Naming The Shells: Obama’s Moves To Bring Shell Company Ownership To Light (USA)
Bloomberg reports, “The Obama administration renewed its push Thursday to make it harder for people to hide money in the U.S., jumping on momentum created by the release of leaked Panama legal documents to pressure Congress on proposals that have been languishing for years.
The government will send proposed legislation to lawmakers that would require companies to name the owners of any new entities they create and would expand the Justice Department’s power to subpoena information in some corruption cases.
It also finalized a rule that will require financial institutions to identify the account holders hidden behind shell companies, while proposing new rules to eliminate a loophole that allows some foreign-owned companies to hide assets in the U.S.” The White House fact sheet is available here.
Facebook Inc And The Biometric Information Privacy Act (USA – civil)
In a civil suit filed by individuals against Facebook, a Judge has rejected the defendant’s argument that Illinois law does not apply to it, ruling that, despite its valid user agreement stating that California law applies, the Illinois BIPA also applies. The plaintiffs argue that Facebook’s facial-recognition ‘tagging’ violates their privacy rights established under the BIPA.
FDA To Regulate E-Cigarettes, Etc (USA)
The American Bar Association reports: “In a Thursday announcement, federal officials introduced a finalized rule (PDF) that will for the first time regulate e-cigarettes, as well as strengthen oversight by the U.S. Food and Drug Administration of other tobacco products. As of Aug. 8, the FDA will include e-cigarettes, vape pens, hookahs, pipe tobacco, premium cigars and nicotine gels within the definition of tobacco products it regulates.”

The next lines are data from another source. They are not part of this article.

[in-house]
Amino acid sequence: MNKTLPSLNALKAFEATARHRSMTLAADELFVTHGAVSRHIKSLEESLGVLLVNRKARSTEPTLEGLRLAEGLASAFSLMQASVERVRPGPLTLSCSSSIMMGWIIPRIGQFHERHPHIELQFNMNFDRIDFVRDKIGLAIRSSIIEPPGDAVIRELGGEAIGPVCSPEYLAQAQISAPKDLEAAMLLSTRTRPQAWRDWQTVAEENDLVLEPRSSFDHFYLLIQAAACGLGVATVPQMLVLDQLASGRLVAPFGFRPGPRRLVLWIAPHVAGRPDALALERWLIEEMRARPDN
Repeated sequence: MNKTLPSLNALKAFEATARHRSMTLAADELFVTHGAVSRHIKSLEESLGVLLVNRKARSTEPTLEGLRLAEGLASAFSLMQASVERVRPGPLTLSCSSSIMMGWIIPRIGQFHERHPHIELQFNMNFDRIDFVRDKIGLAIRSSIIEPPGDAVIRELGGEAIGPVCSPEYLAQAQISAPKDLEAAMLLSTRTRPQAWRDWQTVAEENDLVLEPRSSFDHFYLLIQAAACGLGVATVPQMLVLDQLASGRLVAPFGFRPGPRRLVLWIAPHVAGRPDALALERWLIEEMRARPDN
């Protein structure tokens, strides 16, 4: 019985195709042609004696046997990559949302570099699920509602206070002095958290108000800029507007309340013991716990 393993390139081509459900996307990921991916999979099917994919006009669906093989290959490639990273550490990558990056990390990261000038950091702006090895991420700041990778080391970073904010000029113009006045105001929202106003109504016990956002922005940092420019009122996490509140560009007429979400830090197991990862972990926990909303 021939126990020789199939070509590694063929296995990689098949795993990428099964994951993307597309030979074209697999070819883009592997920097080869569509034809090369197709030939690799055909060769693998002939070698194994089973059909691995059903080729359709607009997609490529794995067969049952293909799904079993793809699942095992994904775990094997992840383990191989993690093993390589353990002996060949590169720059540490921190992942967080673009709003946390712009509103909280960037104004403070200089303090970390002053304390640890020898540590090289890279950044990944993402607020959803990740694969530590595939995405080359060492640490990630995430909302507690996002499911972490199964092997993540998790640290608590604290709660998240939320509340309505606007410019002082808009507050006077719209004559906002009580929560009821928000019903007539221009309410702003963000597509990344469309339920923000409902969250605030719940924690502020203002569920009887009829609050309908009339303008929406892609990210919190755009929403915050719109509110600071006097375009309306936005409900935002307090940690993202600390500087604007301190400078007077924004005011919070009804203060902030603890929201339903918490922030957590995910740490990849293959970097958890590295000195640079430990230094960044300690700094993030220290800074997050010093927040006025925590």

60 Tonnes Of Illegally Imported Honey Seized In Chicago (USA)
“Special agents with U.S. Immigration and Customs Enforcement’s (ICE) Homeland Security Investigations (HSI) have seized nearly 60 tons of illegally imported Chinese honey valued at more than $200,000 destined for U.S. consumers. The three shipping container loads (195 barrels) of bulk honey smuggled into the United States were falsely declared as originating from Vietnam to evade anti-dumping duties applicable to Chinese-origin honey.”
Very often, corporate crime and misconduct spills across a number of subject areas. But the separation of regulators and police forces means that generally speaking, whomever first identifies the conduct will determine which parts of the wrongdoing are addressed, and how. In the case of honey imported to a consumer market under false pretences, you’re looking at conduct that might be fraudulent, anti-competitive, involve tax evasion, violation of border protection law, and attempted violation of food standards and consumer information requirements, among other things. In this case, the matter was detected by Homeland Security. It will be interesting to see how it is dealt with.
“Affirmative Litigation” (USA)
The New York Times reports (blog here) US municipalities are increasingly teaming with class action law firms to bring litigation against corporations, in matters as diverse as discrimination, anti-competitive conduct, breaches of consumer and environmental laws.
When Arbitration Becomes Unarbitrarily Unfair To Consumers (USA)
The Centre For Progressive Reform reports that forced arbitration clauses are hurting US consumers, and calls for law reform to address the problem. Here in Australia, such clauses are unenforceable, as unfair contract terms are voided by the Competition And Consumer Act, and the types of clauses described in the CFPR report are caught within the definition. This is not one of the solutions proposed by the CFPR.